dimensions.pngThe value and inevitable nature of the Internet of Things can be hard to quantify.

 

It has value in the vertical dimension based on what it can do for a particular industry. For example being able to understand the materials on hand, the machine capability and performance and the product location all can fit together to provide much greater insight. This is one of the reasons the manufacturing industry was an early adopter of IoT techniques.

 

From a breadth perspective, we’re seeing more devices with connectivity as well as more wearables and other ways to communicate. I can easily see a day where my oven reminds me of a meals status much more effectively than the kitchen timer. Or even the act of entering the garage can get dinner started because that’s what would be next on my agenda. Essentially it leads to a much broader range of devices working in collaboration to meet my needs.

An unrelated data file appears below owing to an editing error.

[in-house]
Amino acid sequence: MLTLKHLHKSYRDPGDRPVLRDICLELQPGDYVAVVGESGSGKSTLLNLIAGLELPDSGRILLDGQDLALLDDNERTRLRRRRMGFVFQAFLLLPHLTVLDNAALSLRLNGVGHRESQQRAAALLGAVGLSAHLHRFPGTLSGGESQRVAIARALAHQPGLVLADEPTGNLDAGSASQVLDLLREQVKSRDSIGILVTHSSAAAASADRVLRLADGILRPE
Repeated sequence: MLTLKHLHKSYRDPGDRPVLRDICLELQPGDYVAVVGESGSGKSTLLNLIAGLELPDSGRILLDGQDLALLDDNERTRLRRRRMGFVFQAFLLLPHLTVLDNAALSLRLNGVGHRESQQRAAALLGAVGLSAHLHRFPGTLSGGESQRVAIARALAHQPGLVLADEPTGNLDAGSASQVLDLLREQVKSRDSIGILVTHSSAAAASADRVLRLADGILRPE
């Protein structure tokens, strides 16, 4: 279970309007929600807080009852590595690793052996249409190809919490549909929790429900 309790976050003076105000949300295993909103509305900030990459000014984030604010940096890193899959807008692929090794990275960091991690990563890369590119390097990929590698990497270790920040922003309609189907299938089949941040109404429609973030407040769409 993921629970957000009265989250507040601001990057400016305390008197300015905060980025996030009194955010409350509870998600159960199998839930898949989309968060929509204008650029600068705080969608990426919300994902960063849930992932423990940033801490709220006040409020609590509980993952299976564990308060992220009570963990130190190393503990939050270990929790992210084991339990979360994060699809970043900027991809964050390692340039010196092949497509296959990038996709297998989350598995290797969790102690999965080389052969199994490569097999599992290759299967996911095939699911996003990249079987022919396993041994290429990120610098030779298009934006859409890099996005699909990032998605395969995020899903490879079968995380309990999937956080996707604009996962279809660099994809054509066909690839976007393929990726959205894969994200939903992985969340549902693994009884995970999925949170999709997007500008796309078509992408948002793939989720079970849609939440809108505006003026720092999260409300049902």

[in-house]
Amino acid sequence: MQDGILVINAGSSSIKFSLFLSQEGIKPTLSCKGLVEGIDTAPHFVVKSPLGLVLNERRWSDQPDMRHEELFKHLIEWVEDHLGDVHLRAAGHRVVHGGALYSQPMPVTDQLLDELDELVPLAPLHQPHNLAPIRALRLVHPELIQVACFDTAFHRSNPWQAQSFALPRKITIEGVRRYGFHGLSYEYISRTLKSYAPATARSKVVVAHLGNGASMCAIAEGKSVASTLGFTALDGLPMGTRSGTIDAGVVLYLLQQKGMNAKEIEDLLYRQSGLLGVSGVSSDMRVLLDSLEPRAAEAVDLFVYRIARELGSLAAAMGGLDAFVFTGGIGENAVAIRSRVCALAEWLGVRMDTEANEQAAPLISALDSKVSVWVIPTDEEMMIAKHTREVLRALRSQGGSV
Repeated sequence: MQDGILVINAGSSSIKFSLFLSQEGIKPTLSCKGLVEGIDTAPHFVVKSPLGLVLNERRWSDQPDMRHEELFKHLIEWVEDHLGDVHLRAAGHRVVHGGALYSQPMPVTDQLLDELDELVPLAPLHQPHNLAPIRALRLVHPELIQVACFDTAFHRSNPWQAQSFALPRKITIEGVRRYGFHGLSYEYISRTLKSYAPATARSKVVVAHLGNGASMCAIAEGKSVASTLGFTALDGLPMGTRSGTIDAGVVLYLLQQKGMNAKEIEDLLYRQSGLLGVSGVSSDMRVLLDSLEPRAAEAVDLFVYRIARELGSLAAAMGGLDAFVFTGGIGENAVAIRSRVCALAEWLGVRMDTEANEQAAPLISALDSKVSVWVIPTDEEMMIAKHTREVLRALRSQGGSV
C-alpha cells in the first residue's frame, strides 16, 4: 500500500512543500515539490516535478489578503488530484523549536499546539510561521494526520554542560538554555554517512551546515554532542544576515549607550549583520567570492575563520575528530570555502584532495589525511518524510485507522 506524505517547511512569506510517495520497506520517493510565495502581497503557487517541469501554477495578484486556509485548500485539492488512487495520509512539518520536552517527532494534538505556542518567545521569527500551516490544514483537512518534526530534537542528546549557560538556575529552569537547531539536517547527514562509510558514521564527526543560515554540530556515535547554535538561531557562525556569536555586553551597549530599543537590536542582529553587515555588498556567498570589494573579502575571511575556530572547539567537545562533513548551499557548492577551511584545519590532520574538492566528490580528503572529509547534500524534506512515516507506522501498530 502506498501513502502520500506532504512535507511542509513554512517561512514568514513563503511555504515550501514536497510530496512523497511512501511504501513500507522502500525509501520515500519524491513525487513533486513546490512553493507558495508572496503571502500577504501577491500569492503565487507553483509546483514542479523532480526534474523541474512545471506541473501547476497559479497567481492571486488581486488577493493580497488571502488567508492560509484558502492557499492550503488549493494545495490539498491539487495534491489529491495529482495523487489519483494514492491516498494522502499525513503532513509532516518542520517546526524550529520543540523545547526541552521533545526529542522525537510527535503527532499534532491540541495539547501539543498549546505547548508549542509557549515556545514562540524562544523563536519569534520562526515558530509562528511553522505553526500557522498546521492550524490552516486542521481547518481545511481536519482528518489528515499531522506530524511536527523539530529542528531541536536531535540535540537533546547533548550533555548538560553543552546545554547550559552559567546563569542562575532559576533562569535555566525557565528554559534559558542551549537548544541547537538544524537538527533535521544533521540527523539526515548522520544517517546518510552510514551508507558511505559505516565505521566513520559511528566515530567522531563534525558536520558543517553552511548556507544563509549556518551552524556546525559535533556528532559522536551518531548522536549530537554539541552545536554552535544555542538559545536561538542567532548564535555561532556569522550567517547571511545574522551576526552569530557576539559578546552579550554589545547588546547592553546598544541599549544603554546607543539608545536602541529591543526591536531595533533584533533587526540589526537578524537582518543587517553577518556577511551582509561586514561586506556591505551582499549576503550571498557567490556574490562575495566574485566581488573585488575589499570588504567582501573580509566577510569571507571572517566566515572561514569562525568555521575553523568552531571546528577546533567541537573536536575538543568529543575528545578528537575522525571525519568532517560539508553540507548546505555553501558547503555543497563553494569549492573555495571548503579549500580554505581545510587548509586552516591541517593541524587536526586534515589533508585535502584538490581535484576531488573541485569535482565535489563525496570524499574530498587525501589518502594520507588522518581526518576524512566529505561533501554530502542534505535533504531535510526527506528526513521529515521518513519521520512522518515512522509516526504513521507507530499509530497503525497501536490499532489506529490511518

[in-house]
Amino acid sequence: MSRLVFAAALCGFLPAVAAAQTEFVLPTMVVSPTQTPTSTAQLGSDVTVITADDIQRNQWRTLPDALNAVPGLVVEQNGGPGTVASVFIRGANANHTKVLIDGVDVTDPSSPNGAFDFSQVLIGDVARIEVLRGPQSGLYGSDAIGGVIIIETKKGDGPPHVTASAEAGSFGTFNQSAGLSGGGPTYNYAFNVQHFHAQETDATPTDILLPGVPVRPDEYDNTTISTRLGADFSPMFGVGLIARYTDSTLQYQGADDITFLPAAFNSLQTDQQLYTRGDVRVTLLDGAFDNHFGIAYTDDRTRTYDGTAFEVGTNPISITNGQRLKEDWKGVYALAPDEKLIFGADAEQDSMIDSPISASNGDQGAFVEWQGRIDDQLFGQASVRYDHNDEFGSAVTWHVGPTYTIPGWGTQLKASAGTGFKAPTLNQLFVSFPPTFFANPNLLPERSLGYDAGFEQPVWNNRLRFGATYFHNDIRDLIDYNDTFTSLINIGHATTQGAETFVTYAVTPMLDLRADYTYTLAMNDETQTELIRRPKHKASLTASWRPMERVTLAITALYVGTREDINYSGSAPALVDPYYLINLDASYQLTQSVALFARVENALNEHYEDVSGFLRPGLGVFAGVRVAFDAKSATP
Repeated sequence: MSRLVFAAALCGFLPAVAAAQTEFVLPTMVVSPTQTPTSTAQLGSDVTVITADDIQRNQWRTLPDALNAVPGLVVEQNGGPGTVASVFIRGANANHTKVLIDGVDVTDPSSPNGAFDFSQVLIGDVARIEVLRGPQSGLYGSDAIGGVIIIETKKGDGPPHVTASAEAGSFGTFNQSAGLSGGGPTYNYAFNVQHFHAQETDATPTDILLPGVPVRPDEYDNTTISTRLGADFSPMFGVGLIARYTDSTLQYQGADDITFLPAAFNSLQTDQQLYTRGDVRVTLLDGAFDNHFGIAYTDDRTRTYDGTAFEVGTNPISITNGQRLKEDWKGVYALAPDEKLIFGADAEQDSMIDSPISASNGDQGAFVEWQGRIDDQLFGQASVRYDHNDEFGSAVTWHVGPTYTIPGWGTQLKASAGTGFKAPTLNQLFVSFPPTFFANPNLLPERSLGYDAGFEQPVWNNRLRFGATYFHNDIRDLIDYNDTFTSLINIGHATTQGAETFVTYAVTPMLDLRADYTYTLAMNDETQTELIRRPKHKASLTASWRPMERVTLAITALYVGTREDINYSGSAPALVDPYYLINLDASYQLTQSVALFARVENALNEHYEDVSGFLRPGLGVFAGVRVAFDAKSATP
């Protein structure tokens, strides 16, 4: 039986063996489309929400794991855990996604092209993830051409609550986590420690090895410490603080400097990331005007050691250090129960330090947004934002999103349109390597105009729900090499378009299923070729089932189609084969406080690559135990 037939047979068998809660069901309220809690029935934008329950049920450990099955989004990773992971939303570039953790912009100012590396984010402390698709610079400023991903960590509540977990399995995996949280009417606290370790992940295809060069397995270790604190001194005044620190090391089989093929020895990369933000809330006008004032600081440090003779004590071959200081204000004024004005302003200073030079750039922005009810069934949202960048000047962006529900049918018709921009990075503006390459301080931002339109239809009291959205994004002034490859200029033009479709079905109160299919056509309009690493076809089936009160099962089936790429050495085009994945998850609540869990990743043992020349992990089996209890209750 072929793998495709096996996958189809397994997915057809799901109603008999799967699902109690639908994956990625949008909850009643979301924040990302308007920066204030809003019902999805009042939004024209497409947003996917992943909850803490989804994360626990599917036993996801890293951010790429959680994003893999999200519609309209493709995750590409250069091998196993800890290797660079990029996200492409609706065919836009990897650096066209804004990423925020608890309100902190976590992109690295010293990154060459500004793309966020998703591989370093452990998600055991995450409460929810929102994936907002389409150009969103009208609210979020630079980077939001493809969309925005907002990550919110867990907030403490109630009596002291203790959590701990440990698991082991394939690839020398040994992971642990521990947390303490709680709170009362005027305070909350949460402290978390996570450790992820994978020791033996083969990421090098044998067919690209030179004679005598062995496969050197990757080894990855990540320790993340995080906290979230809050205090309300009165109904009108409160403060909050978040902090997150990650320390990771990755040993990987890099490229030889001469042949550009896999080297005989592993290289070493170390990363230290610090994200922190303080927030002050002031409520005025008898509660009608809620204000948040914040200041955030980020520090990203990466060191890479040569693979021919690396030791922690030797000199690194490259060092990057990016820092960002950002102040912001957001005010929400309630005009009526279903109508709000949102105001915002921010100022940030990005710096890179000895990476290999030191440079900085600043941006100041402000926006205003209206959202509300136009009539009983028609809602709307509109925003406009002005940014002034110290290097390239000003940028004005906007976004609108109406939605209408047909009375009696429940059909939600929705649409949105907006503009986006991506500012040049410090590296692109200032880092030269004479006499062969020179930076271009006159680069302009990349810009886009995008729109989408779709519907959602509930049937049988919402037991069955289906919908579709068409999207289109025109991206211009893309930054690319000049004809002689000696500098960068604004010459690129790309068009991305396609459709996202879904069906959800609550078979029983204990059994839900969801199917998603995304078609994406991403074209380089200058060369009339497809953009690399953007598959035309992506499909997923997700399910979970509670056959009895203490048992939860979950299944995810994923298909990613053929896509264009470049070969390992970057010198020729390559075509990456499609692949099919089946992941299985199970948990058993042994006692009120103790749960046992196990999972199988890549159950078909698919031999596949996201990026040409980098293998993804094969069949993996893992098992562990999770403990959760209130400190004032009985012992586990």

In a depth sense, various devices that are doing their own thing, for their own reasons can provide a much greater contextual depth of understanding that any single view could provide. This is where the contextual understanding that is derived from multiple pieces of information comes into play.

 

I am sure there are more dimensions beyond these three… What are they for you?

 

IT as outsiders, a luxury no one can afford

 

alone.pngRecently, Terry Bennett (someone from the Dallas area I’ve known for quite a while) wrote a post about Overcoming Your IT Department’s Outsider Reputation. I have finally gotten around to giving it a quick response. In his post he says: